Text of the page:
Someone asked Alan if he was afraid of offending people by writing such a novel from God’s point of view. He responded that even with the humour and the casual nature of Mr g’s actions, he has always endeavoured to maintain the character’s dignity. We did find out, however, that someone did find the content offensive, and so wrote a catalogue description that gave the impression that Mr g was a supernatural being, but not God, and that the universe in Mr g was not our universe but in some other dimension. Fortunately, the description was corrected in time.
I was fascinated by how much of Alan’s work as a physicist influences his novel writing. He spoke to us about string theory multiverses. I’ll do my best to repeat his explanation here, and if it doesn’t make sense, or if I got anything wrong, that’s definitely all me. Alan explained it really well, and at the breakfast, I actually understood what he was talking about. Basically, physicists have a theory that there are countless dimensions, different universes, all of which are governed by different laws. This frustrates physicists because it means they cannot apply a single formula to explain everything in existence. As well, no other universe except ours can support life. Laurie asked him to clarify if he meant life as we know it, or all forms of life. Alan replied that no form of life at all can exist outside this universe. His point is that all the elements that came together to form this universe did so by accident. The absence of a single formula to explain everything means there is no grand design or grand scheme; we exist because of accident. I think that concept is very much encapsulated in the opening sentence of Mr g: the universe is created by God on a whim after a nap, literally without rhyme or reason.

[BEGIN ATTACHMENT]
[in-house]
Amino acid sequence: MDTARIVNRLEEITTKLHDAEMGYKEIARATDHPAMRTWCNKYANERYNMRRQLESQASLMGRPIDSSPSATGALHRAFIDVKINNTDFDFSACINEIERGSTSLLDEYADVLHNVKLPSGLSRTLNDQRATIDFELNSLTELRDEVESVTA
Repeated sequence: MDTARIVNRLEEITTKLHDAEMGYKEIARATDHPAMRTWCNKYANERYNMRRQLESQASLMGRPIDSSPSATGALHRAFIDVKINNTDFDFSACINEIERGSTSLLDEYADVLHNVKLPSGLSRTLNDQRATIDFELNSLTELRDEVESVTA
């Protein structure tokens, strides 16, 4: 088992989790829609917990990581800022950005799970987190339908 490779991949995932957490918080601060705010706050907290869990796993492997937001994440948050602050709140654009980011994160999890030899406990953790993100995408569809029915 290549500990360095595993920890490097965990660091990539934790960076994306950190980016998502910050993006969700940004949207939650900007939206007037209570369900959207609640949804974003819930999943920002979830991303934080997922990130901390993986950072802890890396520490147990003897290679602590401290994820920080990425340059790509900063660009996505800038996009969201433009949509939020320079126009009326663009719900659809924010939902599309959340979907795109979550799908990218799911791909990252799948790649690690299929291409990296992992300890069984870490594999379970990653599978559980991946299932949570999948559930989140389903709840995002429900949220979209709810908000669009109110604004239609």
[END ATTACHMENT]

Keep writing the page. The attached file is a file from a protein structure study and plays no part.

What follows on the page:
I just started reading Mr g, and I am fascinated by Alan’s language. Even in the first few chapters, we move from the humorous quip of the opening sentence to some very scientific language describing the universe as “a tiny ellipsoid […] and it was a mathematical and tautological impossibility for anything within to emerge without.” Then I am surprised by phrases that are just beautiful, even poetic: “Practically everything slept in an infinite torpor of potentiality.” I love that phrase: “infinite torpor of potentiality.” Beautiful.
Thank you to Chatelaine Book Club for the opportunity to meet Alan Lightman. I had a great time, and I enjoyed meeting so many fellow book lovers. Chatelaine even gave each of us a swag bag. I had to laugh when Josh proudly showed me that he was able to fit the bag into his backpack: “I’ll carry pink for a girl, but not for myself.” I also found the cover of the Chatelaine issue timely. “Declutter!” I read, as I glanced around my very cluttered home. I also love that Chatelaine chose Mr g for its book club. When I think of book club picks for women’s magazines, and I admit I obviously need to change my preconceived notions on this, a book with a scientific slant about the creation of the universe wouldn’t have come to mind. I found Mr g an unexpected, interesting choice, and I can’t wait to find out what they choose next.